Sunday, January 8, 2017

Teaching Aids for Ancient Christian Readers

Some of the earliest copies of the New Testament writings were copied in such a way that they aided the reader in their task of deciphering the scriptio continua. Bookrolls from the Roman world (1st -3rd century CE) which contained works of literature had very little by way of assistance for the reader. Take for example P. Lond. Lit. 134 (ca. 200 CE), a copy of  Hyperides, In Philippidem. It has a steady stream of letters uninterrupted by spaces or any type of punctuation.
P. Lond. Lit. 134. (Johnson, "Bookrolls and Scribes," 400)

Those fortunate children in antiquity with access to an education had to be taught methods of deciphering this system of writing. Grammarians (ancient teachers) facilitated this instruction by creating models of ancient works such as Homer's Iliad that incorporated spaces between words and markings differentiating syllables and sense units. One example of a teacher's model is a wooden tablet from Roman Egypt that contains Homer's Iliad (3rd century). The wooden slate uses spaces between words and markings to assist beginning readers in comprehending the text.

AM 13839 (Cribiore, "Gymnastics of the Mind," 135)
Similar phenomena of reading aid can be detected in some early copies of New Testament writings. For example, spaces between words can clearly be seen throughout P46 (2nd/3rd century), a collection of Paul's epistles.

The beginning of Galatians in P46
Spaces and limited punctuation can be seen in P66 (2nd/3rd century), a copy of John's Gospel. 

The beginning of the Gospel of John in P66.

There are some interesting parallels between early New Testament manuscripts such as P46 and P66 and teachers models such as AM 13839. Both types of documents employ clear and legible scripts, give generous space between lines, and use spacing between words and sense units. These features have been highlighted elsewhere on this blog (here, and here). It has already been noted that reading aids seem to reveal that these Christian books were produced for less than capable readers.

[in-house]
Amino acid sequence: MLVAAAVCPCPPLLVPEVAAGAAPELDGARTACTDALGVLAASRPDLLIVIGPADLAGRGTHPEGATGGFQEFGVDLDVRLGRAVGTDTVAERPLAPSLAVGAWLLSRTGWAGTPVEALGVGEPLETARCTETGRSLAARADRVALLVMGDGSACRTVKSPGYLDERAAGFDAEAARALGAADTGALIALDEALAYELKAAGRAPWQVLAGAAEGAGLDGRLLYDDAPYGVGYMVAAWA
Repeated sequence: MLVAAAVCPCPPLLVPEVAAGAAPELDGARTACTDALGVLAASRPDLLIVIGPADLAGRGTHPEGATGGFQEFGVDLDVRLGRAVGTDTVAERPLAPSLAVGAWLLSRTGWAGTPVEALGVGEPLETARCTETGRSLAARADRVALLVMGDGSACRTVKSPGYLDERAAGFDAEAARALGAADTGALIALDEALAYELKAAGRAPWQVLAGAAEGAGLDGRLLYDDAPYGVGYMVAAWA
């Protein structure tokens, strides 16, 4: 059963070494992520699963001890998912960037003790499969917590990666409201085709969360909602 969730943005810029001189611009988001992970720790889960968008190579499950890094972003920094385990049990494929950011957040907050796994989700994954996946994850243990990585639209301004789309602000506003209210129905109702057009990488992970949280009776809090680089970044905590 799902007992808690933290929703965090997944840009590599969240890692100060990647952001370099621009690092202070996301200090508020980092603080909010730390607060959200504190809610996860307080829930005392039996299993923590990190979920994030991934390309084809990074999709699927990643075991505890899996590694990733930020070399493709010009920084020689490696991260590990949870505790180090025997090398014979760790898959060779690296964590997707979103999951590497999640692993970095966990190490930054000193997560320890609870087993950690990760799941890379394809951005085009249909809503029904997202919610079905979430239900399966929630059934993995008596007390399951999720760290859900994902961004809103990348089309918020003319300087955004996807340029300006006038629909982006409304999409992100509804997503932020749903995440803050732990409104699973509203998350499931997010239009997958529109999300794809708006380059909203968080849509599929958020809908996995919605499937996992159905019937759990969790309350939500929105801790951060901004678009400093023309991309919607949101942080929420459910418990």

Coupled with this, perhaps the presence of reader's aids in copies of New Testament manuscripts also reveal another parallel with teacher's models; that of instruction. Just like teacher's models were used almost exclusively in the context of learning, perhaps these Christian manuscripts were produced so that they could be used primarily within teaching contexts.

Cribiore, Raffaella. Gymnastics of the Mind: Greek Education in Hellenistic and Roman Egypt. Princeton, NJ: Princeton University Press, 2005.

Johnson, William A., Bookrolls and Scribes in Oxyrhynchus. Toronto: University of Toronto Press, 2004.


  1. Tim,
    These features, along with the Christian penchant for the written word, could also indicate an increased desire to teach and learn since these words were considered authoritative.


    1. Tim, I agree that the accumulative evidence, the use of the codex, reading aids, etc, indicates that the early Christians valued these writings as authoritative for faith and praxis. Thanks for your comments.

  2. The spaces in P46 are not reader's aids. They are reflective of pen-lifts. See Ebojo's article in BT and his dissertation for a further discussion of this.